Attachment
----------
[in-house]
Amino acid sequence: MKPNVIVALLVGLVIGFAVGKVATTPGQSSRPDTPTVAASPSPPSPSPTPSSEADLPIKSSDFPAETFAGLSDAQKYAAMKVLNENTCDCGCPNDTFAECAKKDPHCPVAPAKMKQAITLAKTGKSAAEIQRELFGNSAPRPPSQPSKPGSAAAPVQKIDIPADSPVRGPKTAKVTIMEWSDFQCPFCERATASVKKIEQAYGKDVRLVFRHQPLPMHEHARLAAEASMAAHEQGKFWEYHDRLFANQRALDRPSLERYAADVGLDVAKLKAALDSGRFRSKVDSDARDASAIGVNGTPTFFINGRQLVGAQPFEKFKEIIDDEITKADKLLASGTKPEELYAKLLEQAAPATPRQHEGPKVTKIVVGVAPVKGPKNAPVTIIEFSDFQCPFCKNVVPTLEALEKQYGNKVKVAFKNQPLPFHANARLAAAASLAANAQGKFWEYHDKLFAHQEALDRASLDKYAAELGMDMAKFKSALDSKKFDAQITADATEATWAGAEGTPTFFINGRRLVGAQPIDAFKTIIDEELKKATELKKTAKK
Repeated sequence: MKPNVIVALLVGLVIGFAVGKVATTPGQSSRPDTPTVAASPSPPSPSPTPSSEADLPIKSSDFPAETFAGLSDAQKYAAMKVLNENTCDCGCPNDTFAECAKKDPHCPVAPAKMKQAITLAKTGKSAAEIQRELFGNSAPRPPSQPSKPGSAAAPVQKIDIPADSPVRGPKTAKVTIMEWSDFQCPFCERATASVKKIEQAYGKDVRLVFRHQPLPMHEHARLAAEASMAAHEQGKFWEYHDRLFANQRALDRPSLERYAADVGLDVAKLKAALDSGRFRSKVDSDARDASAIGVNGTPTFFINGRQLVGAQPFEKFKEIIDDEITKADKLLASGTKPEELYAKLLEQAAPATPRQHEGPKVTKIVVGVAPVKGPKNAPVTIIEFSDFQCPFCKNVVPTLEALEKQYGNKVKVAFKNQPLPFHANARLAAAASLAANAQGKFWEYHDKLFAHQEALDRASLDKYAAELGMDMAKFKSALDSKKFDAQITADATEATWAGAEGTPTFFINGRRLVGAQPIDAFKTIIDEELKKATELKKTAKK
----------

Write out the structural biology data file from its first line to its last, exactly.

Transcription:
[in-house]
Amino acid sequence: MKPNVIVALLVGLVIGFAVGKVATTPGQSSRPDTPTVAASPSPPSPSPTPSSEADLPIKSSDFPAETFAGLSDAQKYAAMKVLNENTCDCGCPNDTFAECAKKDPHCPVAPAKMKQAITLAKTGKSAAEIQRELFGNSAPRPPSQPSKPGSAAAPVQKIDIPADSPVRGPKTAKVTIMEWSDFQCPFCERATASVKKIEQAYGKDVRLVFRHQPLPMHEHARLAAEASMAAHEQGKFWEYHDRLFANQRALDRPSLERYAADVGLDVAKLKAALDSGRFRSKVDSDARDASAIGVNGTPTFFINGRQLVGAQPFEKFKEIIDDEITKADKLLASGTKPEELYAKLLEQAAPATPRQHEGPKVTKIVVGVAPVKGPKNAPVTIIEFSDFQCPFCKNVVPTLEALEKQYGNKVKVAFKNQPLPFHANARLAAAASLAANAQGKFWEYHDKLFAHQEALDRASLDKYAAELGMDMAKFKSALDSKKFDAQITADATEATWAGAEGTPTFFINGRRLVGAQPIDAFKTIIDEELKKATELKKTAKK
Repeated sequence: MKPNVIVALLVGLVIGFAVGKVATTPGQSSRPDTPTVAASPSPPSPSPTPSSEADLPIKSSDFPAETFAGLSDAQKYAAMKVLNENTCDCGCPNDTFAECAKKDPHCPVAPAKMKQAITLAKTGKSAAEIQRELFGNSAPRPPSQPSKPGSAAAPVQKIDIPADSPVRGPKTAKVTIMEWSDFQCPFCERATASVKKIEQAYGKDVRLVFRHQPLPMHEHARLAAEASMAAHEQGKFWEYHDRLFANQRALDRPSLERYAADVGLDVAKLKAALDSGRFRSKVDSDARDASAIGVNGTPTFFINGRQLVGAQPFEKFKEIIDDEITKADKLLASGTKPEELYAKLLEQAAPATPRQHEGPKVTKIVVGVAPVKGPKNAPVTIIEFSDFQCPFCKNVVPTLEALEKQYGNKVKVAFKNQPLPFHANARLAAAASLAANAQGKFWEYHDKLFAHQEALDRASLDKYAAELGMDMAKFKSALDSKKFDAQITADATEATWAGAEGTPTFFINGRRLVGAQPIDAFKTIIDEELKKATELKKTAKK